Response slow to insurance law change


Last fall, state regulators decided to eliminate most required prescription benefits in health insurance policies for small employers. The goal wasn't to end insurance payments for medications, but to allow higher deductibles and co-payments - a change they hoped would increase competition and encourage businesses to offer insurance by making it more affordable.

Now, a month after the new pharmacy rules took effect, regulators say there are signs of progress on the first front.

Most insurers are developing new policies, posing a potential challenge to CareFirst BlueCross Blue Shield and Mid-Atlantic Medical Services Inc. The two together issue more than 90 percent of the small-employer polices that now cover nearly 450,000 Marylanders.

FOR THE RECORD - A box accompanying an article in yesterday's Business section misstated prescription drug coverage mandated by new state rules for insurance policies offered by small employers. The minimum plan, which has a $2,500 deductible and 75 percent co-payments, includes both brand-name and generic drugs.
The Sun regrets the errors.

What's unclear is just how many small employers will want to sign up for bare-bones coverage.

Brokers and insurers said they have seen little or no interest in policies that nearly eliminate prescription coverage.

While regulators expect there will be buyers for plans with more modest coverage than the old standard at lower prices, many small employers already buy riders to improve coverage over the minimums set by the state - spending an average of 43 percent extra on premiums for PPOs, or preferred provider organizations, according to state figures.

For many employers, particularly those that require highly skilled employees, it's not an option, benefits experts say. Without an adequate benefits package, they would have trouble recruiting talented workers and keeping the ones they have.

Even the old minimum "is not competitive in the marketplace," said Pete Borchardt, president of The Borchardt Group, a benefits consulting firm in Easton. He predicted that few employers would select the less generous pharmacy coverage.

Alice Katz, president of the eight-employee Vinca Group, an Owings Mills company that consults for nursing homes and other health clients, said she struggles each year to balance co-payments and deductibles against premiums. Unlike most employers, Vinca pays 100 percent of the premium.

When she renewed July 1 with an Aetna health maintenance organization, she increased co-payments on doctor and emergency room visits. But she didn't want to increase the deductible on prescriptions above the current $250.

"That's an important benefit for employees," she said. "I am very conscious of the cost of prescriptions to them."

Paul Hartman, who publishes Dirty Linen, a magazine about folk and world music, from his home in Towson, also struggles annually to figure out the right mix of premiums, deductibles and co-payments, though he and his wife are the only employees.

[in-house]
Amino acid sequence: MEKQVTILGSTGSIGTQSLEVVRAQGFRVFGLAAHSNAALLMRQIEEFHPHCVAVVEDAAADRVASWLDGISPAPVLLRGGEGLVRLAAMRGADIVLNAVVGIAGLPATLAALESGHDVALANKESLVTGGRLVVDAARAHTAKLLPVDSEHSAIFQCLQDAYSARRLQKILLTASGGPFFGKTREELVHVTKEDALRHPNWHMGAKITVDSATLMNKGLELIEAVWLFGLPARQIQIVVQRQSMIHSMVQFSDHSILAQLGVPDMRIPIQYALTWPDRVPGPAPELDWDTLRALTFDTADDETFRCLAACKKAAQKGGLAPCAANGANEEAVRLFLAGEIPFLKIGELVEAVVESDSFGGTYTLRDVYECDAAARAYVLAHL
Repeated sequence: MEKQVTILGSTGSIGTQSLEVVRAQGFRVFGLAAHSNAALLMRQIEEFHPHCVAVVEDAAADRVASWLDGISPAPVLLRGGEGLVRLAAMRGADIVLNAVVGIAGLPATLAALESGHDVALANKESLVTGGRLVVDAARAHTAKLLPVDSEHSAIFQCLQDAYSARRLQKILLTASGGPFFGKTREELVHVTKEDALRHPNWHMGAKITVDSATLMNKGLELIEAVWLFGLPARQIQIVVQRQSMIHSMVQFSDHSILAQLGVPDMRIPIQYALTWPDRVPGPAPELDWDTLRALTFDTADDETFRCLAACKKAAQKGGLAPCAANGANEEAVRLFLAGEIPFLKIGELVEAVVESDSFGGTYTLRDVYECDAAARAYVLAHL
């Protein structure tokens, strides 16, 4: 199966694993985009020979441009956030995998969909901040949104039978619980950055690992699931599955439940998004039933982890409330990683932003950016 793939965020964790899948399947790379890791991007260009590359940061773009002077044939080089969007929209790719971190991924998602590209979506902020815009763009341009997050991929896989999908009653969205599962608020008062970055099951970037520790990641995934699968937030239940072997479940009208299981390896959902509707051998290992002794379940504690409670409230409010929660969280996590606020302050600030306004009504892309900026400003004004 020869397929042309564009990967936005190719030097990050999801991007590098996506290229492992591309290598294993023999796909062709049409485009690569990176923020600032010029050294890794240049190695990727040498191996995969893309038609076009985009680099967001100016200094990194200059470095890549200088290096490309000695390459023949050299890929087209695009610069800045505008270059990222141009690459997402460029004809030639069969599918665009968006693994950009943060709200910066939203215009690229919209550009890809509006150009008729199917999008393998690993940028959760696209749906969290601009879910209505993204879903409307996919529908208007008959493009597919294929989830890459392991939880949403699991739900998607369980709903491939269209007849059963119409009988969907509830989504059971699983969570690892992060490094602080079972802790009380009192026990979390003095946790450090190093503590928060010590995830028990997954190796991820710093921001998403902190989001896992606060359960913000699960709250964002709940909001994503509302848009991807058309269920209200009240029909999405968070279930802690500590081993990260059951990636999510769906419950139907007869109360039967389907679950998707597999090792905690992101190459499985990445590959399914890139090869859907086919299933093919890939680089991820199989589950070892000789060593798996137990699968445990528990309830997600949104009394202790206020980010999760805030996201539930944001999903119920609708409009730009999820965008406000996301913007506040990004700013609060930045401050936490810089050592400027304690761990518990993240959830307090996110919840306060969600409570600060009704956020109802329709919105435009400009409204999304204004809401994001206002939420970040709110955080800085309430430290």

"You kind of have to be an accountant, really. It takes us a lot of time each year to figure it out."

Higher deductibles keep premiums lower, but mean higher out-of-pocket costs, particularly for asthma medication for his daughter. "We'll have to see in September, when we get our renewal," whether to change prescription benefits, Hartman said.

The new rules are an effort to improve affordability, in hopes of coaxing more small employers into offering health coverage. Only about 40 percent of employers with up to 50 workers do so currently, the state estimates. As premiums rose much faster than inflation, the number of people covered by small-employer policies in the state dropped to 447,850 last year, from 489,473 in 1998.

"We're beginning to see encouraging signs from the carriers in terms of product flexibility, more choice for consumers and improved affordability," said Stephen J. Salamon, chairman of the Maryland Health Care Commission, who helped push for the new pharmacy rules last fall.

Aetna, for example, is offering an HMO plan with a $500 deductible on brand-name drugs, but no deductible for generic medications. Premiums are about 10 percent cheaper than a similar HMO with some higher co-payments and no deductible for prescriptions.

Kaiser Permanente is in the process of preparing new prescription options and "will have a large array of benefit points and price points," said Thomas A. Curtin Jr., vice president for marketing, sales and business development.

Coventry Health Care, a big Bethesda-based health insurer whose local operations are run by Alfred W. Redmer Jr., the state's former insurance commissioner, has also revved up to challenge CareFirst and MAMSI.

"The Big Two had their market share drop from 94 to 92" percent in the past year, said Maryland Insurance Commissioner R. Stephen Orr. "We've labeled that `The Coventry effect.' "

But dominant carrier CareFirst isn't sure there will be demand for products with lower benefits at lower costs. "Our experience all along is that most customers are looking to upgrade coverage," said spokesman Jeffery W. Valentine. However, Valentine said, CareFirst will continue to consider options if employers show they want them.

In addition to Coventry, other insurers with single-digit market share are making pushes.

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